c.2015 New York Times News Service
c.2015 New York Times News Service
LONDON — The klieg lights went up on Act III of John Galliano’s career on a rainy Monday here, on the fourth floor of a brand-new eco-sensitive glass and steel office tower just around the corner from New Scotland Yard and behind Buckingham Palace. In case you missed it: new building, new businesslike beginning.
It was the final day of the London Collections: Men. But many attendees had flown in from parts far-flung, buoyed by an anticipation so great it found its own hashtag: #MargielaMonday.
Manolo Blahnik and Christopher Bailey were there; Kate Moss and Jamie Hince, too. Alber Elbaz hopped on the Eurostar, as did colorist Christophe Robin. Nicola Formichetti, Diesel’s creative director, came to lend his support to a stablemate (Diesel and Maison Martin Margiela are both owned by the holding company Only the Brave).
They were holding their breath for the first day of the rest of Galliano’s fashion life: his debut womenswear “Artisanal” (read couture without the couture strings attached) show for Maison Margiela, the Martin dropped in a stealthy branding change. The former Belgian fashion label is now owned by Italian mogul Renzo Rosso, who anointed Galliano its creative director in October, more than three years after the designer was fired as artistic director of Christian Dior because of a drunken anti-Semitic rant — years in which Galliano had gone to rehab, studied Judaism and made Moss’ wedding dress. Among other things.
How much of a difference would those years make? Had the designer moved on aesthetically from his signature history-heavy bias-cut fantasias the way he supposedly had moved on personally? Would the consummate fashion showman pay any attention at all to the identity of a brand built on discretion and irony, or would he ignore it utterly? Would the show be — not good; Galliano is always good — but, more important, relevant?
Beyond the excitement of today, would, or should, anyone care?
This wasn’t a slam-dunk debut of a new vision — not one of those moments that changes the direction of clothes, redefining a silhouette or a mood and making women sit up in recognition and think, “That’s how I want to look now.” It was not a moment that wiped the slate clean with its own power.
It was, rather, more of a slow stretch, a warm-up. You can understand it. Galliano has been on the bench awhile.
Playing on two shared Margiela/Galliano-isms, the de- and reconstructed greatcoat and the man’s suit, so chosen for their literal and metaphorical resonance (“Piece by piece,” went the show notes, Galliano is, “deconstructing and constructing a new story for Margiela”), Galliano sent out a collection in two parts, all to the tune of “Hey, Big Spender.”
First came a series of outerwear-turned-innerwear jackets in black or red, the sleeves turned inside out and hanging down like ribbons or peplumed on the hips, sometimes with one side cut away to reveal fringed and beaded showgirl hot pants and vests or bodysuits; sometimes encrusted with a stream of lacquered three-dimensional found objects: shells and birds and dolls. Similar appendages sprouted like a slightly surreal Easter Island face from an otherwise prim red wool coat and formed the breastplate of the crimson ballgown at the finale, rendered in lace and gold and diamonds like a portable cabinet of curiosities.
There was a generous velvet maxi-dress, monklike and mandarin-collared from the front, the back and sides cut out to show gaping teardrops of flesh; a leopard-print bodysuit under a shredded sheer yarn ankle-length gown; a red trench that faded seamlessly from wool to chiffon. And amid it all came a series of unadorned black silk trouser suits, including a strapless, slightly bubbled dress that was a pair of trousers turned upside down, with the waistband forming the hem (presumably for anyone who thought Galliano could not do simple tailoring, since its couture connection was harder to parse).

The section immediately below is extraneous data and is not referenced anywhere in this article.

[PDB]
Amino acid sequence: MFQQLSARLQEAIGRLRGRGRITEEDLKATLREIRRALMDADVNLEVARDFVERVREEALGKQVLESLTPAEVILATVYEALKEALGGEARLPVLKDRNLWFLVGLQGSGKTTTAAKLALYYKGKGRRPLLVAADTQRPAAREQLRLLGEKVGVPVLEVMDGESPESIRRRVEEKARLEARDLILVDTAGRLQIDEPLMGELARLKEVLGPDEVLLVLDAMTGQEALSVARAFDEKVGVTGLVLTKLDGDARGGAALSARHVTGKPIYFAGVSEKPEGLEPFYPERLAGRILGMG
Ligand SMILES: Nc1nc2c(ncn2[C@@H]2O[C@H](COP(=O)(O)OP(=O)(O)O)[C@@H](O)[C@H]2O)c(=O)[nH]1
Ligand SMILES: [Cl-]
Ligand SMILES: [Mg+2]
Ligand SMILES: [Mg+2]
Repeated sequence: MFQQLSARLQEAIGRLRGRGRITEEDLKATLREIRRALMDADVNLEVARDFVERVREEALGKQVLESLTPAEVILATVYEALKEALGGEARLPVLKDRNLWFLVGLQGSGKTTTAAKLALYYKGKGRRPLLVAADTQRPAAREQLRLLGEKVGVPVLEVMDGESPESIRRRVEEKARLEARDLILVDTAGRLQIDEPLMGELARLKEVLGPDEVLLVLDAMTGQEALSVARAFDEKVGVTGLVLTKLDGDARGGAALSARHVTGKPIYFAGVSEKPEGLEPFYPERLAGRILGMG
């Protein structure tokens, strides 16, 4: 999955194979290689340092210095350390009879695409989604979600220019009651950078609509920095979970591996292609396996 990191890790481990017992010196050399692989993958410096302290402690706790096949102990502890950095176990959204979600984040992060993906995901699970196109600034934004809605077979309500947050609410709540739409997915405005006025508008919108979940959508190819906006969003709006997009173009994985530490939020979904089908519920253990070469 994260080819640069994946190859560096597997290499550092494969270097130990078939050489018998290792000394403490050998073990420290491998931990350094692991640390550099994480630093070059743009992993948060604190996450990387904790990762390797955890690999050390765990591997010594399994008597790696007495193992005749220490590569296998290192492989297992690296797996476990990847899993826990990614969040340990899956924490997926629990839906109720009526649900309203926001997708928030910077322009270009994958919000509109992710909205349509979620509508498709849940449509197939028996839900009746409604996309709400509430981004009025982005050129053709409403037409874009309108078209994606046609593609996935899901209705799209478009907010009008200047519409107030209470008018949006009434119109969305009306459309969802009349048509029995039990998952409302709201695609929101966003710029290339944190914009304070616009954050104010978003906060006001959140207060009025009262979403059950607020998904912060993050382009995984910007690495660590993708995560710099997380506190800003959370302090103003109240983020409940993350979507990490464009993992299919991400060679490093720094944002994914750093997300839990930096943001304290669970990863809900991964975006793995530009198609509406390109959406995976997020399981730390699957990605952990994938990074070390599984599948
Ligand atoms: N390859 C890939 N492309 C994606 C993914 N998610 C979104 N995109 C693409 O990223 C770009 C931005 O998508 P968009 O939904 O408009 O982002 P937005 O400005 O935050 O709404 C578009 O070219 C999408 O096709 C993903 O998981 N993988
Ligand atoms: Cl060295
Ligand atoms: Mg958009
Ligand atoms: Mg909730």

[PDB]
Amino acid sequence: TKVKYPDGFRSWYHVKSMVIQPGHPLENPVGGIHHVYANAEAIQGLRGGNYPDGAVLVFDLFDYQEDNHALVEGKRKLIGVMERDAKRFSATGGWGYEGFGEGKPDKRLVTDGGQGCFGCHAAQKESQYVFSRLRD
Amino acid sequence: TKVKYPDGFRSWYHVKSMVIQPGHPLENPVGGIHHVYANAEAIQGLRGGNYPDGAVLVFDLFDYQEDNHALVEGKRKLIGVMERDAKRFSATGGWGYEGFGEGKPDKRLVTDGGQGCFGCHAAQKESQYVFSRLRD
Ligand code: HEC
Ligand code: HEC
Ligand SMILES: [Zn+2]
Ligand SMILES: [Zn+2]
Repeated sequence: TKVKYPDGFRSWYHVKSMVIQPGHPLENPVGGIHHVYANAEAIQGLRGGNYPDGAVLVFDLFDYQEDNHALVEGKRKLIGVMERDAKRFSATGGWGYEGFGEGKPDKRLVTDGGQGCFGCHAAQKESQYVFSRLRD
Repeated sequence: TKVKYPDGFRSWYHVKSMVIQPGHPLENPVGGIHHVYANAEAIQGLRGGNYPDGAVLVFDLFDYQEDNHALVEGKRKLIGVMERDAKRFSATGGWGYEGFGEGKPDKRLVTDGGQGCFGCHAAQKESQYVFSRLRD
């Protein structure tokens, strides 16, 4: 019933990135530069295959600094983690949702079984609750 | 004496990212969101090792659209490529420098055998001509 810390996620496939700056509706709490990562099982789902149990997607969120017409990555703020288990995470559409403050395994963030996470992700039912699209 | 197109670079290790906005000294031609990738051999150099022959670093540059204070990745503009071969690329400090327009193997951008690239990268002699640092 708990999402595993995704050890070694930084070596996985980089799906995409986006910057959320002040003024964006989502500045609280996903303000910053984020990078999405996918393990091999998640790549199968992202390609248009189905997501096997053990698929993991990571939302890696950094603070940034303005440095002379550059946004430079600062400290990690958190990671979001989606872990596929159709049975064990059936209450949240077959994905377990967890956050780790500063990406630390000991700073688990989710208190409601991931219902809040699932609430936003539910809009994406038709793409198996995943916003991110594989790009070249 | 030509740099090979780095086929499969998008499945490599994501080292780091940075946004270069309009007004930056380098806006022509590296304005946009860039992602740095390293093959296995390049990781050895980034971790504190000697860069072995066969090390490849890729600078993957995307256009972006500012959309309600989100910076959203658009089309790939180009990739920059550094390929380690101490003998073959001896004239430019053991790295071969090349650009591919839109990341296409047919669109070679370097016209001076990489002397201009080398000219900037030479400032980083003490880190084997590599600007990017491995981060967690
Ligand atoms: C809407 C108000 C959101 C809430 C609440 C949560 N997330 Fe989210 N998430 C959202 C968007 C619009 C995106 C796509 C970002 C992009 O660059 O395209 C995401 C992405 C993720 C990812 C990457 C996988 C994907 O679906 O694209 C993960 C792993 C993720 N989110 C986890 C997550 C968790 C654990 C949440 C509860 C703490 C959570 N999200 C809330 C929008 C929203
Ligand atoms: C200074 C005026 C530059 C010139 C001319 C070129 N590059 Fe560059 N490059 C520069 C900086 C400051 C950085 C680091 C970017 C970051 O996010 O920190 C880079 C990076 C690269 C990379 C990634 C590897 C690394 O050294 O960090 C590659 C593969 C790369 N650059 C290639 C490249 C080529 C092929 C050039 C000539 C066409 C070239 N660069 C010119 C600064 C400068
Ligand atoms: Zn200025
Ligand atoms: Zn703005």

And then the whole 24-look parade was reversed, and out came a “shadow” version of the same show, from deconstruction through tailoring through finale, rendered in toiles and canvas, whitewash and whipstitch, “marching in honest testimony of the process, the trials and errors, the time and emotion behind each cut, each line, each vision.” (That bit of haiku narrative is from the show notes.)
It was an effective idea, but the yin-and-yang reveal seemed to speak more to Galliano’s own struggles, his sense of the need to be transparent and, perhaps, acknowledge his personal fallibility, than to any woman who might actually wear them.
The Artisanal collection was originally conceived as a kind of commentary on the stuff of everyday life (plastic hair combs, old scraps of fabric) and the way it is, or is not, valued. By transforming what most people see as junk into beautiful clothes, season after season, the former Maison Martin Margiela forced all viewers to rethink their own assumptions about the worth of the world around them, and the real meaning of banality when imagination comes into play.
Galliano, too, took up the found-object challenge, but instead of looking outward, it seemed, he looked inward: The found objects that were transformed were the tropes of Margiela itself, down to the former designer’s nonbow (which Galliano, clad in the house’s trademark anonymous white lab coat, altered to a now-you-see-him-now-you-don’t appearance at the end of the catwalk); not the world beyond its borders. As a result, the collection itself felt smaller.
That’s not necessarily a bad thing — better, perhaps, for Galliano to tiptoe back onto stage than somersault in through a flaming hoop, given his last implosive exit — but it is a less important thing.
Here’s hoping next season he takes the next step.